A Review of Aleister Crowley: Magick, Rock and Roll, and the Wickedest Man in the World

Here is an excellent review of my book Aleister Crowley: Magick, Rock and Roll, and the Wickedest Man in the World, if I do say so myself. It gets the essential point of the book and recognizes that I take Crowley seriously enough to raise important criticisms about him. It is encouraging to see that some readers get what you are aiming at. It makes all the trouble you put into writing worth while. And I bet Crowley would like it too!

7 thoughts on “A Review of Aleister Crowley: Magick, Rock and Roll, and the Wickedest Man in the World

  1. An insightful and understanding review of the book which has brought the real Crowley out into the open and exposed him to the light of day… And none too soon.

  2. Just finished the book and found it a most enjoyable and worthwhile ride.

    One thing, though: Unless I missed through reading too fast, I saw no mention of Crowley’s assertion in “The Book of Thoth” that the Age of the Child would result in a 500-year dark age before the wonderful things no doubt inherent in it manifested themselves.

    That assertion I consider his most penetrating insight; and it can hardly be argued that the defeat of the Axis in his lifetime nullifies it.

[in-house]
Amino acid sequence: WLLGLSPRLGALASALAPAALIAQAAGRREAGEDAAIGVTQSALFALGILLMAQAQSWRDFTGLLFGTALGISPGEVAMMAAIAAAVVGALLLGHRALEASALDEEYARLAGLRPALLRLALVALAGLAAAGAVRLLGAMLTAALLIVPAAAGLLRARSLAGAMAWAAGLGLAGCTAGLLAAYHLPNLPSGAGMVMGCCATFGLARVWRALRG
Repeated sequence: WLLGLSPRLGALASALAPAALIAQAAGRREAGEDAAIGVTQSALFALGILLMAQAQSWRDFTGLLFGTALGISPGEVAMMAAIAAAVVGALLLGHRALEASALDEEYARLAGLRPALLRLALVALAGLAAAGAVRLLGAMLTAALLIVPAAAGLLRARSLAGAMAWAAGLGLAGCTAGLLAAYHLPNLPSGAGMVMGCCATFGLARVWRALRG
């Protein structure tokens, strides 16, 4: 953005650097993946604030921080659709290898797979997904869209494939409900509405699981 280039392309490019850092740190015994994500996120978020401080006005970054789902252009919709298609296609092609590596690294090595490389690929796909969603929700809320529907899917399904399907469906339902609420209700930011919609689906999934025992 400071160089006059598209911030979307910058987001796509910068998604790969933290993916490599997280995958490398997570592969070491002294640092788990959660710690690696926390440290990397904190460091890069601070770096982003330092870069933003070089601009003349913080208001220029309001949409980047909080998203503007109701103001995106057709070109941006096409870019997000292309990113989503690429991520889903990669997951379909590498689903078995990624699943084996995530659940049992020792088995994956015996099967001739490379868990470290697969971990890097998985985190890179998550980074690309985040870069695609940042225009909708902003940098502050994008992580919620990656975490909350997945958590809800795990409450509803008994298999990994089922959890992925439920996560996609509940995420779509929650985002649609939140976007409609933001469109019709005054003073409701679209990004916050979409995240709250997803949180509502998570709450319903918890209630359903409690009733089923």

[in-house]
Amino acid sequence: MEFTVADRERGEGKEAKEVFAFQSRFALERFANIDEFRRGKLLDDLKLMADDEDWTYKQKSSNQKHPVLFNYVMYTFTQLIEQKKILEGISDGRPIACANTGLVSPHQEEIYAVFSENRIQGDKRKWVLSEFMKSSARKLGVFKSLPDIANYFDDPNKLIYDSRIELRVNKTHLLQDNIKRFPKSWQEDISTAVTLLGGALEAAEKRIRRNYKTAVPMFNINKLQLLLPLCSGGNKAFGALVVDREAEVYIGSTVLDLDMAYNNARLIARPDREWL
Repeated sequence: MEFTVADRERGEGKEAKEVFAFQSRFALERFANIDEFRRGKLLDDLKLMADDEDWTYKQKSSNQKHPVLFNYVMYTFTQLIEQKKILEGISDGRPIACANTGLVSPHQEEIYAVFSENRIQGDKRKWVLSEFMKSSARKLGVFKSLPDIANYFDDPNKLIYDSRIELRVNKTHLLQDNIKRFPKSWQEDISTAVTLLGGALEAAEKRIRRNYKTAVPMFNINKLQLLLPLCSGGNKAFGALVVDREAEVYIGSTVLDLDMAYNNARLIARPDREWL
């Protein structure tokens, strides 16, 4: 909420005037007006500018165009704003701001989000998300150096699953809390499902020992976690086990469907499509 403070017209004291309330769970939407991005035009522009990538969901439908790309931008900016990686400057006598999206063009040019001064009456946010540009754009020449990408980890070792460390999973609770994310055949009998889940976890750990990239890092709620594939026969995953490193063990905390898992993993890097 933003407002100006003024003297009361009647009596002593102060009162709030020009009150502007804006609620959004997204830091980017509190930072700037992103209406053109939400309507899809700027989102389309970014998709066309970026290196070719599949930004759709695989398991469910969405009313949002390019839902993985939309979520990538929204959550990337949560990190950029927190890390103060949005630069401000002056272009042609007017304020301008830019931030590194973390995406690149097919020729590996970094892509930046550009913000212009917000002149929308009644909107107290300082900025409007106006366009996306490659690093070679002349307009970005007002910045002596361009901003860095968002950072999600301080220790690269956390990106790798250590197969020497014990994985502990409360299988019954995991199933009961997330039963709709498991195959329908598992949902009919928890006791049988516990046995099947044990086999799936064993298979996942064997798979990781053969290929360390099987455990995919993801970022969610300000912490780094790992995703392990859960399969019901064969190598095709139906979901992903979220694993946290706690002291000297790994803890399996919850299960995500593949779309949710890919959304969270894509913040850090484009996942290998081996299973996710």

Your own hope is that The Child grows up quickly, but Crowley had no such illusion. Everywhere “that kid” is acting up and acting out — not simply among the youth, who can only take “do what you will” so far, but throughout a myriad of power-structures of all political, corporate, social, religious and philosophical persuasions on every continent:

    And those entities can take things very far indeed, up to and including burning down the house as they play with their matches.

    When The Child is the only Law West of the Pecos, so to speak, and there is no recognized power beyond the self, those who book a New Dark Age as almost a given can be excused for what might under other circumstances appear as plain unmitigated Wet Blanket Pessimism.

    That Crowley saw the (at least initial) dire consequences of the new Aeon tells me that Crowley-as-test-pilot was paying closer attention to his instrument panel than he is generally given credit for.

    At any rate, I missed the inclusion and discussion of this prediction in your excellent and thorough work; and the annoying word “why” intrudes itself, unbidden, into what’s left of an old man’s consciousness.